Flying with NYonAir – Gear & Planning – Part 2
Part 2 will focus on the planning I did and the gear I took on my recent NYonAir flight.(For NYonAir flight videos see here, and some additional background, see here).
Luckily enough, the other passengers were tourists, and didn’t have opinions on things to fly by! So, starting up by the park and working down, we got to see most of the city. We lead with the bottom of Central park, with some loops around midtown to hit the Empire State Building, Times Square, and Rock Center. Of course, being in this area also meant flyovers of Bryant Park, the Chrysler Building, Columbus Circle, and the other midtown landmarks. After a few nice circles there, we headed down the Hudson for some hovering at the WTC, and then around to the far side of the Statue for the iconic shot with the city in the background.
Overall we flew about 35 miles- have a look at the map of the route (runkeeper, sorry, should have used a ballooning app).
For this or other photo shoots, look at a map first! Check where the sun is going to be, and work a route (or your locations and angles) based on light position!
Prior to the flight I was lucky enough to speak with pro photog Tony Granata. In addition to running aviation photography workshops, he also shoots with NYonAir. (Check out his website here: www.tgranata.com). While I do lots of in-the-air shooting from my balloon, moving <10 mph in a balloon is slightly different than a helicopter. I’ll summarize his comments while providing my advice:
Bring multiple camera bodies! As the helicopter door is open, everything needs to be strapped in, so there is no changing batteries, lenses, or memory cards. Let’s get the easy / obvious thing out of the way first- use big, fast cards. To maximize chances of getting a good (not shaky) shot, I always shot in rapid bursts, sometimes until I filled the buffer. Then, it was time to pick up the other body and try a new composition. I brought 2 bodies, my everyday go-to D800, and also a D610 (chosen for its low light abilities). For the extra light, dynamic range, and Mpix count, I definitely would recommend a full frame.
As far as lenses go, Tony was very helpful here. I was always planning on bringing a wide and a tele lens, but I wasn’t sure how wide, or how tight I should go. He mentioned that with a really wide lens you need to worry about getting the chopper in the frame, especially the rotors. Further, he really recommend a long lens, 200mm + long, for getting nice and close to some of the details- great advice!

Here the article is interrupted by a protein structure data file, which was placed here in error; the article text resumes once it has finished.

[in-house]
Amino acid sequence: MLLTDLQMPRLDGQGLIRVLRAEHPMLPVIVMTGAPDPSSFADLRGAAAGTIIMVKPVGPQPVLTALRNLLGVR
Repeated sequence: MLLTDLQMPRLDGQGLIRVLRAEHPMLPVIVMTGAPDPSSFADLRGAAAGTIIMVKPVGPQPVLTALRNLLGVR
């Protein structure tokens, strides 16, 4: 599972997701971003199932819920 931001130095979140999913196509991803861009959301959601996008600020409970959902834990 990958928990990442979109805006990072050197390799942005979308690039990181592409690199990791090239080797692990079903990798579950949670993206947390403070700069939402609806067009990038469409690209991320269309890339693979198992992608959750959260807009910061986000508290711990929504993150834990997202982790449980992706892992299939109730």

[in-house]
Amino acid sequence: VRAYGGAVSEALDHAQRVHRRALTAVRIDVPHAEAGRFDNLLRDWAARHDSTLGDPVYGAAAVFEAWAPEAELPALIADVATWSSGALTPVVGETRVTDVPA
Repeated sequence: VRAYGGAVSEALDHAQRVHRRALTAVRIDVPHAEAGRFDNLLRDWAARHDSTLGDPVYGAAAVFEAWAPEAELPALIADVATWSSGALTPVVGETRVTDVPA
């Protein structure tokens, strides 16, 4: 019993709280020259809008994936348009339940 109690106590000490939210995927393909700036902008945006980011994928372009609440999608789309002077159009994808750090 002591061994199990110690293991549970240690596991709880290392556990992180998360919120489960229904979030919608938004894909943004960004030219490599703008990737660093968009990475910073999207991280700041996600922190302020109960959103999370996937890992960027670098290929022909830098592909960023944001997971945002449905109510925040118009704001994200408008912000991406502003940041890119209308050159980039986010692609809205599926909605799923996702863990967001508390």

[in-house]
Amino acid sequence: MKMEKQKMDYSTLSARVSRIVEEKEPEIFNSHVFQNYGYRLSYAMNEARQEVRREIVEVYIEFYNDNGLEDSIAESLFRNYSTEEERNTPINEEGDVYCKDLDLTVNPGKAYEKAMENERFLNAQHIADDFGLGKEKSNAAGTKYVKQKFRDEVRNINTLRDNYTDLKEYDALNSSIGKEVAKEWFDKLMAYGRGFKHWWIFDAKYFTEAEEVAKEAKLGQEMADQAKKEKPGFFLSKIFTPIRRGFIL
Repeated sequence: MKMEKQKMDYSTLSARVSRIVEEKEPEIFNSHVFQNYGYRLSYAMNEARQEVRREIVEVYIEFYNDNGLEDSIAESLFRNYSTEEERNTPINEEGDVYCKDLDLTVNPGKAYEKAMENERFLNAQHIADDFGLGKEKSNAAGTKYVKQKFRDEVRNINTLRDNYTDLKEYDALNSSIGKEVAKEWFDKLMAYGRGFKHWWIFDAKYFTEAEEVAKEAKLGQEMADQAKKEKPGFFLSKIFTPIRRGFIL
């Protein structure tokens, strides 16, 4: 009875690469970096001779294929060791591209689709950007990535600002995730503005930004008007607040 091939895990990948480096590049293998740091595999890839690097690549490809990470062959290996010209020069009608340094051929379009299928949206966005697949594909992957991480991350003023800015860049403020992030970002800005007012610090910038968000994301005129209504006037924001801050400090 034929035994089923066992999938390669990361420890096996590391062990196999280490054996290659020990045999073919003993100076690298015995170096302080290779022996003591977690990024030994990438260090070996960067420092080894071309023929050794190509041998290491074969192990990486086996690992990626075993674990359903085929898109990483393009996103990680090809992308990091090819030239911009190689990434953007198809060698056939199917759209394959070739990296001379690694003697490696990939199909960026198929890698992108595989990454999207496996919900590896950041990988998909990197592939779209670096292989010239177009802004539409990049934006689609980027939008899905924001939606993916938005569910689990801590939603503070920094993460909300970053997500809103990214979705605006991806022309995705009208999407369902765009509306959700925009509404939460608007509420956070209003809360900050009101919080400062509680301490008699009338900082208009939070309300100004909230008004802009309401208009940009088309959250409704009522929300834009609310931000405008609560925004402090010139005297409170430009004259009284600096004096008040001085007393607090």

My go-to all-around lens is a f4 24-120 (previously reviewed here), so I took that along to cover the wider part of the range. I briefly considered my 14mm, and while it could give some awesome shots, I didn’t want to deal with my manual focus version, or worry about getting parts of the aircraft in the frame. Since the flight was just before sunset on a sunny day, the f4 24-120 was plenty fast. On the long end, I rented a Nikon 80-400 (the new version), as recommended by Tony… great idea. This let me get close to just about everything, and turned out to be bright enough (thanks to the sunny weather). I really liked the lens choices and would recommend this for a first flight. If I go again, I think some wider shots from the 14mm would be interesting to take, and I also might take the quintessential VR 70-200 2.8. Part 3 will have shooting tips and camera settings- I like the VR, but for a sunny day, I think a fast lens and shutter speed can work just as well.
Bring 2 bodies, with big fast memory cards. One wide and one tele lens makes for a great combo, but be conscious of your camera’s light and ISO capability when selecting a lens.
To see some of the photos I took during the flight, check out the related blog posts. Also, look at my instagram or facebook! Check back for part 3, where Ill discuss camera settings (in a much shorter post!).